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The modern history of cognitive rehabilitation for individuals with brain injury extends as far back as World War I, when large numbers of soldiers and civilians needed comprehensive rehabilitation after war-related traumatic brain injury (TBI). Cognitive rehabilitation in the United States gained momentum during the 1970s, with the organization of emergency medical services and consequent increases in survival rates following severe TBI. As a discrete service, cognitive rehabilitation came to be associated with rehabilitation programs developed jointly by the Israeli Ministry of Defense and the New York University Institute of Rehabilitation Medicine after the 1973 Yom Kippur war (Boake, 1989). Cognitive rehabilitation has become a common rehabilitative service for survivors of TBI in both acute and postacute rehabilitation settings, following proliferation of rehabilitation programs in the 1980s.
Cognitive rehabilitation, as currently conceptualized, is a service that has been both widely praised and criticized. There may be several reasons for the controversial nature of this service. First, because it has no clear professional home, individuals with varied educational backgrounds who may use many different conceptual frameworks deliver cognitive rehabilitation services. In such circumstances, controversies about the nature of the service and its method of delivery are almost inevitable. Second, there currently exist no generally agreed-on standards of clinical practice in this area of service delivery, despite an initial attempt by the Interdisciplinary Special Interest Group of the American Academy of Rehabilitation Medicine to establish basic guidelines for cognitive rehabilitation (Harley et al., 1992). Third, studies of treatment efficacy tend to be methodologically weak and frequently report ambiguous results (Carney et al., 1999; Park & Ingles, 2001). Finally, in some settings the service has been trivialized by indefensible practices implemented by inadequately trained practitioners (e.g., unsystematic exposure of clients to video games or other games; haphazard use of workbooks and cognitive retraining software on the often unsupportable assumption that engagement of a cognitive process in cognitive exercises will improve that process and thereby improve performance on real-world tasks that involve the process).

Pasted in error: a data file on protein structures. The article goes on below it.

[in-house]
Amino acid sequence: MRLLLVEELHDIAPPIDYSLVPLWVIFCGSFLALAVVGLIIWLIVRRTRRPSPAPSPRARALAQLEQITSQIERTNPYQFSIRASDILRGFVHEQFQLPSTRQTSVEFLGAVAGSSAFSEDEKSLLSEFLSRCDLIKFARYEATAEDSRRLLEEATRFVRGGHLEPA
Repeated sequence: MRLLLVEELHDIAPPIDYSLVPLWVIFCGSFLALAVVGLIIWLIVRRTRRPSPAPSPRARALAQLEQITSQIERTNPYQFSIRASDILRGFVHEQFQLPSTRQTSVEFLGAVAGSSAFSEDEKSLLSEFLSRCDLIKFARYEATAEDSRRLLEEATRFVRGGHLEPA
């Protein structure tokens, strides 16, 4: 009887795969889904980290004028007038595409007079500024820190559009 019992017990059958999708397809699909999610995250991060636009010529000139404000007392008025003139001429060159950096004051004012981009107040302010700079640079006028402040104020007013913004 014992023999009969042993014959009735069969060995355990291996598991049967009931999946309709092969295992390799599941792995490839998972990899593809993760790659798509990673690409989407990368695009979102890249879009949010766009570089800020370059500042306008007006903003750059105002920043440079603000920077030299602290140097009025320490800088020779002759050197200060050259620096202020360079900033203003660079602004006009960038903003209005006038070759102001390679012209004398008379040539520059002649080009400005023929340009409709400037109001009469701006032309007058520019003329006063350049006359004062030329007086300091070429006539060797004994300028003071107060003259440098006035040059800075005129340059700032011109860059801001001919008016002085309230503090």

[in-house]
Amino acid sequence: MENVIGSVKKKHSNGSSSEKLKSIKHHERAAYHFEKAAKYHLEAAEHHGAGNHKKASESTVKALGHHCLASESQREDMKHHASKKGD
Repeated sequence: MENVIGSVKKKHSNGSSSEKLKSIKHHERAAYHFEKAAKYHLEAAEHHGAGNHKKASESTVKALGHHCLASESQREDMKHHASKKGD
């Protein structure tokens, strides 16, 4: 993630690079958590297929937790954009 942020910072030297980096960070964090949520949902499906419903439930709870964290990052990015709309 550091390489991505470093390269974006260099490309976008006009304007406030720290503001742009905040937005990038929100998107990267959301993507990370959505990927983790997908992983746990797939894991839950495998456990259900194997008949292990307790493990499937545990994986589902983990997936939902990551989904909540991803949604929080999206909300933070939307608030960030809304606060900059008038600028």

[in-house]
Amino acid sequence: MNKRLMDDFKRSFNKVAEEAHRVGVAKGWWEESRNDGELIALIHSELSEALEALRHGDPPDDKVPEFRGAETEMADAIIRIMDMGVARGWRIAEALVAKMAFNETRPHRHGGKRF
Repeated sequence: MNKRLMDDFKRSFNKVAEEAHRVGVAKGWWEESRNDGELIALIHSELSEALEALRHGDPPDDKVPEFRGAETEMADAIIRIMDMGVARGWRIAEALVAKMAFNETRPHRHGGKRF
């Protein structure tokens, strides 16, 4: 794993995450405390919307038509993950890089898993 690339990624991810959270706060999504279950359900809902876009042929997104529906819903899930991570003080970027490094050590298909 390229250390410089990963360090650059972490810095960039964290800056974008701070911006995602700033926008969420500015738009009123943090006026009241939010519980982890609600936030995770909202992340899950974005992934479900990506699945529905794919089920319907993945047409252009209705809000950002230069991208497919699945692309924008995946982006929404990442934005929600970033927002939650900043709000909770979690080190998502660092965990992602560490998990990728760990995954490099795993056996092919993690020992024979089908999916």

These controversies have led many critical observers, including many referring physicians, health insurance and health maintenance companies, state and federal oversight bodies, and consumers of rehabilitation, to question the service as lacking an accepted theoretical structure and insufficiently supported by well-designed studies of effectiveness, including evidence of meaningful impact on functional outcome. Furthermore, the rise of managed care and other cost-containing efforts in rehabilitation has created an atmosphere that does not tolerate services lacking official standards of practice and firm empirical support, with emphasis on functional outcome.
The Oregon Health Sciences University, under a contract with the Agency for Health Care Policy and Research, recently conducted a systematic review of the scientific literature dealing with the effectiveness of cognitive rehabilitation. This review identified very few reasonably controlled studies that yielded evidence supporting the effectiveness of cognitive rehabilitation in relation to functional outcome (e.g., employment, social reintegration; Carney et al., 1999). Furthermore, studies restricted to intermediate measures of outcome (e.g., performance on neuropsychological tests or customized laboratory measures) produced mixed results. A more recent review (Cicerone et al., 2000) yielded more positive results. However, it is likely that the inclusion of interventions targeting specific domains of content (e.g., language intervention for individuals with aphasia and social communication limitations) is partially responsible for the relatively optimistic conclusions of this systematic literature review.
Methodological weaknesses and inconsistencies abound in this growing body of efficacy literature. However, they can be charitably interpreted as the natural consequence of the relative youth of the field, extraordinary diversity within the population of people with cognitive disability, and varying conceptual frameworks within which interventions have been designed and implemented. Lack of support for an intervention does not constitute sufficient evidence to invalidate the approach. It was within this context that our interdisciplinary committee chose to examine possible alternatives to the conceptual framework that has dominated the service of many, but not all, providers of cognitive rehabilitation.